Category: gothic rock

Siouxsie and the Banshees “The Passenger” 1987. Wonderland Records. 12″ single, “lllllloco-motion mix.” The single version of “The Passenger” – a fantastic cover of Iggy Pop’s version from 1977 (on Lust for Life, released as a single in ‘98) – appeared on Siouxsie and the Bashees’ 1987 all-cover album Through the Looking Glass and went to #41 on the UK charts. About a million other artists have covered “The Passenger” (well, not exactly, but there are a lot, and I do like the 1997 version by Lunachicks that’s on the We Will Fall: The Iggy Pop Tribute record), and Siouxsie’s is the best. Her voice is a great counterpoint to Pop’s masculine monotone growl, all clear soaring gothic gloss and mirrors, and a whole lot of horns. Pop quite liked Siouxsie’s rendition, stating, “She sings it well and she threw a little note in when she sings it, that I wish I had thought of, it’s kind of improved it. The horn thing is good.“ The “lllllloco-motion mix” is significantly longer than the single – I think about double in length – and seems to have even more horns plus what I think are tubular bells (well, bells at least). The B-side has two tracks, “She’s Cuckoo” and “Something Blue,” a lush lament that is perfectly and gothically sorrowful. 

The Cure “The Top” released 35 years ago today, April 30th 1984. (Spoiler alert – another big Cure anniversary coming up this week.) The Top was The Cure’s 5th studio LP; it went to #10 on the UK album charts though barely made it onto the US Billboard’s Top 200, squeaking in at #180. I really love The Top – I think I got this copy in ‘85 or early ‘86. It was unevenly received by fans and critics at the time. Some called it timeless psychedelia, original and witty while others labelled it transitional, self-indulgent and forgettable. It certainly is unique, with a fantastic mixture of swirling psychedelic rock tinged with world music exotica (“Bird Mad Girl,” “Piggy in the Mirror” and “The Top”), eery goth (“The Empty World” and “Wailing Wall” which has a lot in common with Siouxsie and the Banshees – not surprising as Robert Smith was the Banshees’ guitarist at the time and had just completed his work on their 1984 album Hyaena), stomping post-punk (“Shake Dog Shake” – one of my favorite Cure songs – and “Give Me It”), new wave pop (“The Caterpillar” which was the only single The Cure released from The Top; it went to #7 in the UK) and even some shoe-gazey dream pop (“Dressing Up”). The track “Bananafishbones” manages to mash all of those descriptives into one single song. Allmusic says about The Top “an album obviously recorded under stress, drink, and drugs. More wildly experimental musically than anything before it, it laid the foundations for the Cure’s pattern of unpigeonholable albums that were to erase their reputation built by Pornography and eventually culminating in Kiss Me, Kiss Me, Kiss Me… The Top is a transition, never really feeling like a full-length release, but it does meld all former phases of Rob and company, which would fully gel on The Head on the Door. At best an imperfect record, The Top is a necessary step in the evolution of the band.”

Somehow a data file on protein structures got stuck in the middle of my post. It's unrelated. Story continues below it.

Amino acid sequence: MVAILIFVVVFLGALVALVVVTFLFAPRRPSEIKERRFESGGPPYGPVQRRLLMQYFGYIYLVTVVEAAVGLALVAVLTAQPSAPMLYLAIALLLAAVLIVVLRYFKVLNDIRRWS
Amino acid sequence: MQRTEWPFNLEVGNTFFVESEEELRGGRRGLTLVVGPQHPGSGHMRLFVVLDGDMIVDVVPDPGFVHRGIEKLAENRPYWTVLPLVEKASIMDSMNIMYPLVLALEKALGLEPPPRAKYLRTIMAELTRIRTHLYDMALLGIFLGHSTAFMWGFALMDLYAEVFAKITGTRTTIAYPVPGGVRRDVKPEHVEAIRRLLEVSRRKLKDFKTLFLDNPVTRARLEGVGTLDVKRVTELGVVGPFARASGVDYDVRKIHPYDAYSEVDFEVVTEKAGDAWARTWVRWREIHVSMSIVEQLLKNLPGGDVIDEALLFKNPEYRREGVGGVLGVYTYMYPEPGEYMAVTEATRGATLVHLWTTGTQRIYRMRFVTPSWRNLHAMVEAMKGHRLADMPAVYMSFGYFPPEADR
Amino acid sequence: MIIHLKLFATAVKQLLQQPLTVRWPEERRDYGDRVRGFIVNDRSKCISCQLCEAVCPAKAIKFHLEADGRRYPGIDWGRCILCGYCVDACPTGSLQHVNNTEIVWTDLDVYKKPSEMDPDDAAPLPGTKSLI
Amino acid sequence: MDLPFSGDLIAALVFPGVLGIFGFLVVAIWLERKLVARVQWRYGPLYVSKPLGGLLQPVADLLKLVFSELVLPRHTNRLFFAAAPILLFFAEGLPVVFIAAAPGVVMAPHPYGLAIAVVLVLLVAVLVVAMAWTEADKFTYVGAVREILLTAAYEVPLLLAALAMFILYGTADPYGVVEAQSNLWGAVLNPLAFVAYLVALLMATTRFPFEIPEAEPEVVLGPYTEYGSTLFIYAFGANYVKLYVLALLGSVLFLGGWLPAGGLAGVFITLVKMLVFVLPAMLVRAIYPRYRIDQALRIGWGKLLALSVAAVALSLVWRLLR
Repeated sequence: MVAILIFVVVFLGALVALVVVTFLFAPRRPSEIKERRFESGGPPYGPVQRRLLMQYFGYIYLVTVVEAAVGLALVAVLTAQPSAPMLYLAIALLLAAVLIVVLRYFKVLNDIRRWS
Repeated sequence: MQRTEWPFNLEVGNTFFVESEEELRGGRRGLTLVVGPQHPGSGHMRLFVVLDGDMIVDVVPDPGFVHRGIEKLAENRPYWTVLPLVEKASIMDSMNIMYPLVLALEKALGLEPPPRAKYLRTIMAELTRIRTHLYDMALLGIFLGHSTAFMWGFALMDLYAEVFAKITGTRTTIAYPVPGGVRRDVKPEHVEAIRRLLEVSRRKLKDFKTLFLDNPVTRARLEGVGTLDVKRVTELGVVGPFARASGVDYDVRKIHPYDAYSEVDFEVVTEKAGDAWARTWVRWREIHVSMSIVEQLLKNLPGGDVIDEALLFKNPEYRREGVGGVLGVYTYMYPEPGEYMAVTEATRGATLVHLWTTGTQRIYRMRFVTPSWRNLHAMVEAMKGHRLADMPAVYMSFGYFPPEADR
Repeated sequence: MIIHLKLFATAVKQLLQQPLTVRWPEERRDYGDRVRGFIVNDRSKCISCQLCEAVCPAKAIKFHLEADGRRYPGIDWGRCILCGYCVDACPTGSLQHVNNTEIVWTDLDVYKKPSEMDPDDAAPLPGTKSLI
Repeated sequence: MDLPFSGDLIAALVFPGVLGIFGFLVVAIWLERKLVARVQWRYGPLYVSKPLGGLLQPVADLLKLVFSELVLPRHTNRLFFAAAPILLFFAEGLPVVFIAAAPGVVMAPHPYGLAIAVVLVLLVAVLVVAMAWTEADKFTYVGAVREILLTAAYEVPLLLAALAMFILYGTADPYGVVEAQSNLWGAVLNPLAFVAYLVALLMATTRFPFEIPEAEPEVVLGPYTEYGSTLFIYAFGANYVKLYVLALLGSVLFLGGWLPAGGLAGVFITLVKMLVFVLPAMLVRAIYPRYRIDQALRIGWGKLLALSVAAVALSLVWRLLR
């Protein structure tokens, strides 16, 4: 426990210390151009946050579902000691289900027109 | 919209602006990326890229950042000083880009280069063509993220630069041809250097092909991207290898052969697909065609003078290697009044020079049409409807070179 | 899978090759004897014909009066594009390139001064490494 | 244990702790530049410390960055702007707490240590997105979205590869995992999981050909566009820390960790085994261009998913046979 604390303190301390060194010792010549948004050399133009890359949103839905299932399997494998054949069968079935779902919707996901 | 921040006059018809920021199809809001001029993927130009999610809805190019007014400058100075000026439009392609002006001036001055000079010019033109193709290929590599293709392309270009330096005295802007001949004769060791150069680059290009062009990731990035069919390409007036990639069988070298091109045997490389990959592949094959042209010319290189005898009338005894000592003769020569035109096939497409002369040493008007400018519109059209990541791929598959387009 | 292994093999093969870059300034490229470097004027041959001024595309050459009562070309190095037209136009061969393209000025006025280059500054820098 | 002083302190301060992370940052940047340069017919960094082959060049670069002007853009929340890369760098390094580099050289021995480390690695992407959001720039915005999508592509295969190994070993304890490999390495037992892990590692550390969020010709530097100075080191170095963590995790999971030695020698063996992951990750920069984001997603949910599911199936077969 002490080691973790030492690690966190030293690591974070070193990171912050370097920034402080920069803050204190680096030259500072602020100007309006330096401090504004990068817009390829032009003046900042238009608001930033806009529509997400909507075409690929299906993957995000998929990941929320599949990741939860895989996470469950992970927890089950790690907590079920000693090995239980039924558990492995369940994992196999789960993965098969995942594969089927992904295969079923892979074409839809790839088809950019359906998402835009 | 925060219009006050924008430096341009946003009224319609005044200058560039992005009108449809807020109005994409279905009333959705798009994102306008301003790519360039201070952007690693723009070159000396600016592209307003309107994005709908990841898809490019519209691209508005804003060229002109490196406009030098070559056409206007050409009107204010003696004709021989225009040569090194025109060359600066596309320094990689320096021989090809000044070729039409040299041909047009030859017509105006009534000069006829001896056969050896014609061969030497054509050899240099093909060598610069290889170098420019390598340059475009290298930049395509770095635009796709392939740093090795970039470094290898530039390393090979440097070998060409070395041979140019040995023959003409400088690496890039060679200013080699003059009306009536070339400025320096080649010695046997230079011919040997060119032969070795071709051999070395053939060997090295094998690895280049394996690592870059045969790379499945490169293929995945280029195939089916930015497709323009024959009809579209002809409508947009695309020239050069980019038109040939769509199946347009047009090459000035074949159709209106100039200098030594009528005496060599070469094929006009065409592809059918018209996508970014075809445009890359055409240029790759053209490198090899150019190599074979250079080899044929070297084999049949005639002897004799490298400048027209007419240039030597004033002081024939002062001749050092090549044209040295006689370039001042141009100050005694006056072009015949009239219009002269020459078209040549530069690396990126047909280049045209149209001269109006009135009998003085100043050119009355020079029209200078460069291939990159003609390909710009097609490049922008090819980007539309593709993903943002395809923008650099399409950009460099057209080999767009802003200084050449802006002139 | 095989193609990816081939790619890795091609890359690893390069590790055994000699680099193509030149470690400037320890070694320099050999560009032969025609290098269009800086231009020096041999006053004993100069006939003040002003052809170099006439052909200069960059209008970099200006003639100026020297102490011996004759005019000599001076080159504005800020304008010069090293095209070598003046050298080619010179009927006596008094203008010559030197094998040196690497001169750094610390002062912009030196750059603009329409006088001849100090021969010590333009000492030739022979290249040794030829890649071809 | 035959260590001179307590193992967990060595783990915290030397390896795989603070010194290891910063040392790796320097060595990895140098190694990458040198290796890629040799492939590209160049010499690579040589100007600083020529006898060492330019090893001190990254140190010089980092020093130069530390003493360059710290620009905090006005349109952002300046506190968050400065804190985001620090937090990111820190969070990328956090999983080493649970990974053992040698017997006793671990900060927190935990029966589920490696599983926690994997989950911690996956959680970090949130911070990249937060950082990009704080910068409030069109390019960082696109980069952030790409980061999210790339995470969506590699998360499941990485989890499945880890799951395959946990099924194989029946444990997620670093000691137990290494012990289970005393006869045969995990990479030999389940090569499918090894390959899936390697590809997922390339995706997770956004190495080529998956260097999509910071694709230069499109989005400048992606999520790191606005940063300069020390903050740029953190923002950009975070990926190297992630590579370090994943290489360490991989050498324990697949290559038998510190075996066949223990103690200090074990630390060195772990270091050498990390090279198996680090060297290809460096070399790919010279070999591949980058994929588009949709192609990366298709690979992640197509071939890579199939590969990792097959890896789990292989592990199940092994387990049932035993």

The Cult “Spiritwalker” released 35 years ago today, April 4th, 1984. It was the first single from their album Dreamtime and written back when the band was going by the name Death Cult (before that they were The Southern Death Cult) and still gothy alternative/post punk rock rather than the harder rock/metal band they evolved into in later years. “Spiritwalker” went to #77 on the UK singles chart and to #1 on the UK indie chart. It’s a really great atmospheric rocker with tinges of alt-rock jangle guitar and big 80′s drums. The B-side to this 12″ has two tracks: “A Flower in the Desert,” which is acoustic, sparse and melancholy (this track was originally written back during the Southern Death Cult days and was titled “Flowers in the Forest” – I’m pretty sure the version on this 12″ is different than the one on Dreamtime), and “Bone Bag,” which is kinda Cure-like: gothic jazz, evoking a late night stroll down dimly lit streets in black-and-white. 

The Cult “Spiritwalker” released 35 years ago today, April 4th, 1984. It was the first single from their album Dreamtime and written back when the band was going by the name Death Cult (before that they were The Southern Death Cult) and still gothy alternative/post punk rock rather than the harder rock/metal band they evolved into in later years. “Spiritwalker” went to #77 on the UK singles chart and to #1 on the UK indie chart. It’s a really great atmospheric rocker with tinges of alt-rock jangle guitar and big 80′s drums. The B-side to this 12″ has two tracks: “A Flower in the Desert,” which is acoustic, sparse and melancholy (this track was originally written back during the Southern Death Cult days and was titled “Flowers in the Forest” – I’m pretty sure the version on this 12″ is different than the one on Dreamtime), and “Bone Bag,” which is kinda Cure-like: gothic jazz, evoking a late night stroll down dimly lit streets in black-and-white.